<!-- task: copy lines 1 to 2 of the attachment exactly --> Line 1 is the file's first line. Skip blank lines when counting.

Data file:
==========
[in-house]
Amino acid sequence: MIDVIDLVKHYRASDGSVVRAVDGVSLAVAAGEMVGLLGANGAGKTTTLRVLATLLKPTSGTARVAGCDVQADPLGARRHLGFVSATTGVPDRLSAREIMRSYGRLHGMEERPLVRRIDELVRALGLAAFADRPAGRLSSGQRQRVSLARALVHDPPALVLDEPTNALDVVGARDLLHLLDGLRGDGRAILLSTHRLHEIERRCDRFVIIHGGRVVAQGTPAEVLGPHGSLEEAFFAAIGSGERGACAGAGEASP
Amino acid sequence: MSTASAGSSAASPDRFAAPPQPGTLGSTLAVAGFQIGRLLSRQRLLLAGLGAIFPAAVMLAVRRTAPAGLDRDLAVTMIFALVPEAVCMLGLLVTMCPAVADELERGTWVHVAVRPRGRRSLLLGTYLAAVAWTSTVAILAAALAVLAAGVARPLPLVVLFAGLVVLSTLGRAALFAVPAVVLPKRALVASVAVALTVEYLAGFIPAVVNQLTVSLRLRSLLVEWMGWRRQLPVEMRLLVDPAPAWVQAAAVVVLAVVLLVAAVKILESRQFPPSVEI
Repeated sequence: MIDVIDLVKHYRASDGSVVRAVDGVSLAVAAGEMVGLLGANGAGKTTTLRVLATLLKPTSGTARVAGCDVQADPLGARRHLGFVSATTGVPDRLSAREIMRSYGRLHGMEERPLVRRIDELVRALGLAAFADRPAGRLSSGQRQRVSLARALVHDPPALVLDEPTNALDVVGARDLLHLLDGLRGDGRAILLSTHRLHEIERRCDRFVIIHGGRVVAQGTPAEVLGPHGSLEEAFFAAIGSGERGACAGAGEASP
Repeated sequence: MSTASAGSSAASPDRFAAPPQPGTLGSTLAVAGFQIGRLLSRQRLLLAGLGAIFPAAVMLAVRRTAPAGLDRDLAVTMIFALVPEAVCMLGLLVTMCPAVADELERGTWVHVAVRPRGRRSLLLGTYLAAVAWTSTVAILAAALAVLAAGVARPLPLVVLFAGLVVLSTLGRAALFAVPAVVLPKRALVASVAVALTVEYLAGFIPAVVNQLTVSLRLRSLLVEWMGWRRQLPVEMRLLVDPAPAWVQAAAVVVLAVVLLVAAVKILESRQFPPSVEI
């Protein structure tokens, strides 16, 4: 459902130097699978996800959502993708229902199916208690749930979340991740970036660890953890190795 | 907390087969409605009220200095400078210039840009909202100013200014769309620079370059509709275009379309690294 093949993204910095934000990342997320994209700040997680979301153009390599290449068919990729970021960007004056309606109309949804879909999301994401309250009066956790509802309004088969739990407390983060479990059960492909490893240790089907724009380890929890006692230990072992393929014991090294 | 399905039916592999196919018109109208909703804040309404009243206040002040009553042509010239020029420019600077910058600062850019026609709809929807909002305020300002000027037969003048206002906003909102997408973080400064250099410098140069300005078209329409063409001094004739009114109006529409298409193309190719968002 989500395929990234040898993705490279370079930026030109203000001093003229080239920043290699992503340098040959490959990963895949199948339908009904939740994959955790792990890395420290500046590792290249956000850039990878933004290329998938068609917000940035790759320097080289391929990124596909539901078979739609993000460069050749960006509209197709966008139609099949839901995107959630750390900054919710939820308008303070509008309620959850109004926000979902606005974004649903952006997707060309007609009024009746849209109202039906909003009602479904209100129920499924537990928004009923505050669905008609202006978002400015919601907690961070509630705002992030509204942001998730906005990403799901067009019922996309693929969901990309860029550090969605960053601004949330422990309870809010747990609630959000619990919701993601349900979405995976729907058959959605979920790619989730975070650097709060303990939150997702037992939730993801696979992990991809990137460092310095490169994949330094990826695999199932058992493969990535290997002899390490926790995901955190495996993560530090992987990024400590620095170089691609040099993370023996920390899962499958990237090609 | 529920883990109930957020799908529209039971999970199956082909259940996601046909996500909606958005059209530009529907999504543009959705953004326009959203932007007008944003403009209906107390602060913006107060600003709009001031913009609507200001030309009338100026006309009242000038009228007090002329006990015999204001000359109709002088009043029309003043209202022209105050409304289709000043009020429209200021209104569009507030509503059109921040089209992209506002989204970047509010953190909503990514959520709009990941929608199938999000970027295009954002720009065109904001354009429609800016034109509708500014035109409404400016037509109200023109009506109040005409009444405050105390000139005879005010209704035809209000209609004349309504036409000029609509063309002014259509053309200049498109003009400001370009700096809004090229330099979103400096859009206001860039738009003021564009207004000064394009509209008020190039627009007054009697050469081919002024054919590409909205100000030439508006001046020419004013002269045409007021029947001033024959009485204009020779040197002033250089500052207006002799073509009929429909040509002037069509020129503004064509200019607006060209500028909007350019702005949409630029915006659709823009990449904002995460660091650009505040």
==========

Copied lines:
[in-house]
Amino acid sequence: MIDVIDLVKHYRASDGSVVRAVDGVSLAVAAGEMVGLLGANGAGKTTTLRVLATLLKPTSGTARVAGCDVQADPLGARRHLGFVSATTGVPDRLSAREIMRSYGRLHGMEERPLVRRIDELVRALGLAAFADRPAGRLSSGQRQRVSLARALVHDPPALVLDEPTNALDVVGARDLLHLLDGLRGDGRAILLSTHRLHEIERRCDRFVIIHGGRVVAQGTPAEVLGPHGSLEEAFFAAIGSGERGACAGAGEASP